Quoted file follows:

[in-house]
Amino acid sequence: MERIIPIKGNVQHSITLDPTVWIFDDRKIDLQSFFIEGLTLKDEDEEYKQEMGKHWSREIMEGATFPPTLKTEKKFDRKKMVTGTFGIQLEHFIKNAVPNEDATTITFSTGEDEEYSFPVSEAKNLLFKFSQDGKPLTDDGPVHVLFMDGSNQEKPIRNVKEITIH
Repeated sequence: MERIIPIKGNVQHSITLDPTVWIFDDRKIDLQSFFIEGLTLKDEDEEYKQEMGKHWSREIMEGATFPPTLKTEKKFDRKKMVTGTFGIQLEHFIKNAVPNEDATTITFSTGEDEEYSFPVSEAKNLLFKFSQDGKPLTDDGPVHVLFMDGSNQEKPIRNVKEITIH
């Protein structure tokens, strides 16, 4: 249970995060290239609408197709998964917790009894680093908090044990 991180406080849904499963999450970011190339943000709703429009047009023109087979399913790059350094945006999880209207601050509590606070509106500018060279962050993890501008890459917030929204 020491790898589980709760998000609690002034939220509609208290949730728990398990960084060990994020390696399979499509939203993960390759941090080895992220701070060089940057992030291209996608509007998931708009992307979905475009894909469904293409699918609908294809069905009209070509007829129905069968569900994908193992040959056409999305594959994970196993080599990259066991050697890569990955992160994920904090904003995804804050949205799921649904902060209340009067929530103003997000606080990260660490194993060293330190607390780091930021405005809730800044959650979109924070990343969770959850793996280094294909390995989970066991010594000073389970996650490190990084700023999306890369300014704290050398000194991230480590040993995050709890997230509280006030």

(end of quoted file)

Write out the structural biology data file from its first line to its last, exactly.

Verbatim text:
[in-house]
Amino acid sequence: MERIIPIKGNVQHSITLDPTVWIFDDRKIDLQSFFIEGLTLKDEDEEYKQEMGKHWSREIMEGATFPPTLKTEKKFDRKKMVTGTFGIQLEHFIKNAVPNEDATTITFSTGEDEEYSFPVSEAKNLLFKFSQDGKPLTDDGPVHVLFMDGSNQEKPIRNVKEITIH
Repeated sequence: MERIIPIKGNVQHSITLDPTVWIFDDRKIDLQSFFIEGLTLKDEDEEYKQEMGKHWSREIMEGATFPPTLKTEKKFDRKKMVTGTFGIQLEHFIKNAVPNEDATTITFSTGEDEEYSFPVSEAKNLLFKFSQDGKPLTDDGPVHVLFMDGSNQEKPIRNVKEITIH
């Protein structure tokens, strides 16, 4: 249970995060290239609408197709998964917790009894680093908090044990 991180406080849904499963999450970011190339943000709703429009047009023109087979399913790059350094945006999880209207601050509590606070509106500018060279962050993890501008890459917030929204 020491790898589980709760998000609690002034939220509609208290949730728990398990960084060990994020390696399979499509939203993960390759941090080895992220701070060089940057992030291209996608509007998931708009992307979905475009894909469904293409699918609908294809069905009209070509007829129905069968569900994908193992040959056409999305594959994970196993080599990259066991050697890569990955992160994920904090904003995804804050949205799921649904902060209340009067929530103003997000606080990260660490194993060293330190607390780091930021405005809730800044959650979109924070990343969770959850793996280094294909390995989970066991010594000073389970996650490190990084700023999306890369300014704290050398000194991230480590040993995050709890997230509280006030």